Martin JF, Sola-Landa A, Santos-Beneit F, Fernandez-Martinez LT, Prieto C, Rodriguez-Garcia A: Cross-talk of global nutritional regulators in the control of primary and secondary metabolism in Streptomyces. Microb Biotechnol. 2011, 4 (2): 165-174. 10.1111/j.1751-7915.2010.00235.x.

    PubMed  CAS  PubMed Central  Google Scholar 

  15. 15.

    Chater KF, Biro S, Lee KJ, Palmer T, Schrempf H: The complex extracellular biology of Streptomyces. FEMS Microbiol Rev. 2010, 34 (2): 171-198. 10.1111/j.1574-6976.2009.00206.x.

    PubMed  CAS  Google Scholar 

  16. 16.

    Youm J, Saier MH: Comparative analyses of transport proteins encoded within the genomes of mycobacterium tuberculosis and mycobacterium leprae. Biochim Biophys Acta. 2012, 1818 (3): 776-797. 10.1016/j.bbamem.2011.11.015.

    PubMed  CAS  PubMed Central  Google Scholar 

  17. 17.

    Saier MH, Tran CV, Barabote RD: TCDB: the transporter classification database for membrane transport protein analyses and information. Nucleic Acids Res. 2006, 34 (Database issue): D181-186.

    PubMed  CAS  PubMed Central  Google Scholar 

  18. 18.

    Saier MH, Yen MR, Noto K, Tamang DG, Elkan C: The transporter classification database: recent advances. Nucleic Acids Res. 2009, 37 (Database issue): D274-278.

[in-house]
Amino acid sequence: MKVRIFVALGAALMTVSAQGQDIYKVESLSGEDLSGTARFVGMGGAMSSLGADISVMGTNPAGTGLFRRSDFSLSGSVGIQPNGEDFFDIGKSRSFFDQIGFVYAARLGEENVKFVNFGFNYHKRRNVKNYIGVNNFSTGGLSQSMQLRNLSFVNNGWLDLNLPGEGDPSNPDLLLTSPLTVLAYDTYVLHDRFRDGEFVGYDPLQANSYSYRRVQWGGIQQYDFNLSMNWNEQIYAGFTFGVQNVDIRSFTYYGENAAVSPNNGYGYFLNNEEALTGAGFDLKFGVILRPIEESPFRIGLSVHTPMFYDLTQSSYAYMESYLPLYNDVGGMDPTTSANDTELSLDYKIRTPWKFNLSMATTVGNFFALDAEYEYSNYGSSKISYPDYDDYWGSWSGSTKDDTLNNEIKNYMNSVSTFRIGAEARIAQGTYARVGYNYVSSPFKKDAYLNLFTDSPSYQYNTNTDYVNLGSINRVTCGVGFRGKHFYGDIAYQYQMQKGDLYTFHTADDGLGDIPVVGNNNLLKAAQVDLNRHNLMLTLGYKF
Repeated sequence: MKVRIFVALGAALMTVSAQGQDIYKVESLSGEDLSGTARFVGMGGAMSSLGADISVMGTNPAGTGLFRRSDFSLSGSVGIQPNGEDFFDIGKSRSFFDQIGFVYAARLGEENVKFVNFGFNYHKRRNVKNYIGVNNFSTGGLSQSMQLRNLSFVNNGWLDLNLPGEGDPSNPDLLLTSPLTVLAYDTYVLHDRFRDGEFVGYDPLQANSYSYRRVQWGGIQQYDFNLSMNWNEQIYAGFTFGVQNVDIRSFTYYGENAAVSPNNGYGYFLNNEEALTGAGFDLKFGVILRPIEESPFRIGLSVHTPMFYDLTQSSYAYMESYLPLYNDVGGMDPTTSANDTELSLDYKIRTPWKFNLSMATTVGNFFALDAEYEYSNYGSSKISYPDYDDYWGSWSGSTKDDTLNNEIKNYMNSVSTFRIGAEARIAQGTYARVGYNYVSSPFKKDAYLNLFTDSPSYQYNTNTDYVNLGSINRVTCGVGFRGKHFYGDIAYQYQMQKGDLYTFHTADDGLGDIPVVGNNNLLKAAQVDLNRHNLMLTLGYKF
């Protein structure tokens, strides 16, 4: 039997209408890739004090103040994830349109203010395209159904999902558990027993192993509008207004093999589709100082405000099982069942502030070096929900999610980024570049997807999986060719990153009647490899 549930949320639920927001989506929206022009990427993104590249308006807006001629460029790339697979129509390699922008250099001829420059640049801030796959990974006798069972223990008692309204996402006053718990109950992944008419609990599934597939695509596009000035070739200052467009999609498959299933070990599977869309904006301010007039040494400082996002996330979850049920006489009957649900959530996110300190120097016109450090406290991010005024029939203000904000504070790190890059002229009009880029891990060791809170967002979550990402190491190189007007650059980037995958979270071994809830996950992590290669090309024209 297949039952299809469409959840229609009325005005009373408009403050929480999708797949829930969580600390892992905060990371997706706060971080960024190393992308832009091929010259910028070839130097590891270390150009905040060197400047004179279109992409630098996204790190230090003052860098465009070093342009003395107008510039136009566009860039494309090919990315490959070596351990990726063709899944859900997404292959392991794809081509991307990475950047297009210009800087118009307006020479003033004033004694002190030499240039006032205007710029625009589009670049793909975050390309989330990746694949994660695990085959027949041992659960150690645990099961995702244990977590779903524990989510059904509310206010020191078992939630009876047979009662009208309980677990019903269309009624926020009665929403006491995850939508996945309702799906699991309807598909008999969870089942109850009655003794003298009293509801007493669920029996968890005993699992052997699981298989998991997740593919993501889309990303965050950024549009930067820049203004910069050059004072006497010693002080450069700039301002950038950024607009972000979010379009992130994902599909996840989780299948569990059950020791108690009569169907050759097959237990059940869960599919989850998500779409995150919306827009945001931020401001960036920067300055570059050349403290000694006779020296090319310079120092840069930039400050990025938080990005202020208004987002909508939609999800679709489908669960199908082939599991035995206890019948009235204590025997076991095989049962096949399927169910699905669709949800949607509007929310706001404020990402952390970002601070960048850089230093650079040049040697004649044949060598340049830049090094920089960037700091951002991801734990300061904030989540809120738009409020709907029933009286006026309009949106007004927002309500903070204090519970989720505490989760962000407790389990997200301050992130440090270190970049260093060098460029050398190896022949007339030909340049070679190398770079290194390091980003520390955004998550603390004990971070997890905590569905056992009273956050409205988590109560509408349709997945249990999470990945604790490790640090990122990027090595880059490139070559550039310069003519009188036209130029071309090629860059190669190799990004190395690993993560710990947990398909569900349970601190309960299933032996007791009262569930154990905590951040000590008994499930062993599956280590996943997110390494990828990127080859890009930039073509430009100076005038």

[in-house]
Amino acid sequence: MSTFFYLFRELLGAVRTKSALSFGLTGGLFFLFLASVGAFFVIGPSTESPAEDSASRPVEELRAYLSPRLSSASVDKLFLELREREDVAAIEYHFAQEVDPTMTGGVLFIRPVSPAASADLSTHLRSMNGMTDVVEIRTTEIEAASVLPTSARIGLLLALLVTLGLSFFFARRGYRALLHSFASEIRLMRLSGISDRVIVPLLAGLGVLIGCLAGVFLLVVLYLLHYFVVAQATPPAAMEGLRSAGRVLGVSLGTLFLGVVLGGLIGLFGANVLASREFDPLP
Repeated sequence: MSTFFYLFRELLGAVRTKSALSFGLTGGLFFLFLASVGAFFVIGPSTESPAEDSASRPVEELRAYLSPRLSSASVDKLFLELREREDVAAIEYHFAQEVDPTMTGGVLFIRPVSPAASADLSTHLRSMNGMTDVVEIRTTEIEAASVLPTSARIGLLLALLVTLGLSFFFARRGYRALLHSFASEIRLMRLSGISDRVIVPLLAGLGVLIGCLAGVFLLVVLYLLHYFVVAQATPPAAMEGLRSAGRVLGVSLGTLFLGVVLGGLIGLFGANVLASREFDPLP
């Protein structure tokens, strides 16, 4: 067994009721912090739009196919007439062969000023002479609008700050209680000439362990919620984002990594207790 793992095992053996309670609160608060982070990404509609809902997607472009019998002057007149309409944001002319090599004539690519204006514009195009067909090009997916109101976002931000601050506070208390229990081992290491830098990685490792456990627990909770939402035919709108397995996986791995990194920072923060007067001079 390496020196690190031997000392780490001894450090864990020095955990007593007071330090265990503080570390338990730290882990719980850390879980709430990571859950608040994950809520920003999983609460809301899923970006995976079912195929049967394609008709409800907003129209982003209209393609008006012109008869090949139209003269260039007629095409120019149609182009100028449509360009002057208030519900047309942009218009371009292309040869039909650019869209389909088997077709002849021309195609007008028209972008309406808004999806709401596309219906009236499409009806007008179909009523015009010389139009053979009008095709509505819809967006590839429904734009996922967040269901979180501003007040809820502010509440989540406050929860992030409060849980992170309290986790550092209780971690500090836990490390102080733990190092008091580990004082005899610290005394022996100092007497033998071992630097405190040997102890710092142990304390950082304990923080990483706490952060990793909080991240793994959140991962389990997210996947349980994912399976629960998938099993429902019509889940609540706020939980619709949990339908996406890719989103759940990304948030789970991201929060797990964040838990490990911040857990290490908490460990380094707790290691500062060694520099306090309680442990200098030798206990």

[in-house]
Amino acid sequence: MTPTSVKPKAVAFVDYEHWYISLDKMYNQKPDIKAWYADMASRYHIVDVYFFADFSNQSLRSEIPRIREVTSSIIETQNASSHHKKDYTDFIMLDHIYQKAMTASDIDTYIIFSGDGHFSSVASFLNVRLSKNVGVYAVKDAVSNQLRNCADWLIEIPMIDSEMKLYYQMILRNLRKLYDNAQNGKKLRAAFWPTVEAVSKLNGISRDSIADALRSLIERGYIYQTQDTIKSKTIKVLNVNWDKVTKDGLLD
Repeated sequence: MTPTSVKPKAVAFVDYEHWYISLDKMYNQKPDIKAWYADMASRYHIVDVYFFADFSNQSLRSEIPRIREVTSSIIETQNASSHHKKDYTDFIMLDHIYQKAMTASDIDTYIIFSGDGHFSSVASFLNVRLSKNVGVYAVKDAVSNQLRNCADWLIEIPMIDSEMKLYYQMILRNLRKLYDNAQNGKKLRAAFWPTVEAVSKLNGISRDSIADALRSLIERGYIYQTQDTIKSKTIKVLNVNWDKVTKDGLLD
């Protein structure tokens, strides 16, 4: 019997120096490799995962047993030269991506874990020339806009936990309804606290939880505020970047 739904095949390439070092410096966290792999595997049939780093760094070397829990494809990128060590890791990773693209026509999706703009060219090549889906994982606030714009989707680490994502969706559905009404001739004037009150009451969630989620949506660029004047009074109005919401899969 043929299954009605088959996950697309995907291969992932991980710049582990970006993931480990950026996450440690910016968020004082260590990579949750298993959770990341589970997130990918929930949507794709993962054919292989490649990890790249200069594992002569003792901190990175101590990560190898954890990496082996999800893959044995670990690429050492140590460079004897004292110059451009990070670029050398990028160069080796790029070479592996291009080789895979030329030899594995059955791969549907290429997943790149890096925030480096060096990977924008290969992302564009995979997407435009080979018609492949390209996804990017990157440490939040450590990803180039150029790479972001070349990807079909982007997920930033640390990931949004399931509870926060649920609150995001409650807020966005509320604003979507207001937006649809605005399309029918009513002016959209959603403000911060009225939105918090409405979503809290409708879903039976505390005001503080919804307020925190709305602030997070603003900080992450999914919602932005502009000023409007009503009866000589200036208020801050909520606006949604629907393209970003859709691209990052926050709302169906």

PubMed  CAS  PubMed Central  Google Scholar 

  19. 19.

    Saier MH: Protein secretion and membrane insertion systems in gram-negative bacteria. J Membr Biol. 2006, 214 (2): 75-90.

    PubMed  CAS  Google Scholar 

  20. 20.

    Busch W, Saier MH: The transporter classification (TC) system, 2002. Crit Rev Biochem Mol Biol. 2002, 37 (5): 287-337. 10.1080/10409230290771528.

    PubMed  CAS  Google Scholar 

  21. 21.

    Riess FG, Lichtinger T, Cseh R, Yassin AF, Schaal KP, Benz R: The cell wall porin of Nocardia farcinica: biochemical identification of the channel-forming protein and biophysical characterization of the channel properties. Mol Microbiol. 1998, 29 (1): 139-150. 10.1046/j.1365-2958.1998.00914.x.

    PubMed  CAS  Google Scholar 

  22. 22.

    Lichtinger T, Riess FG, Burkovski A, Engelbrecht F, Hesse D, Kratzin HD, Kramer R, Benz R: The low-molecular-mass subunit of the cell wall channel of the Gram-positive Corynebacterium glutamicum. Immunological localization, cloning and sequencing of its gene porA. Eur J Biochem. 2001, 268 (2): 462-469.

    PubMed  CAS  Google Scholar 

  23. 23.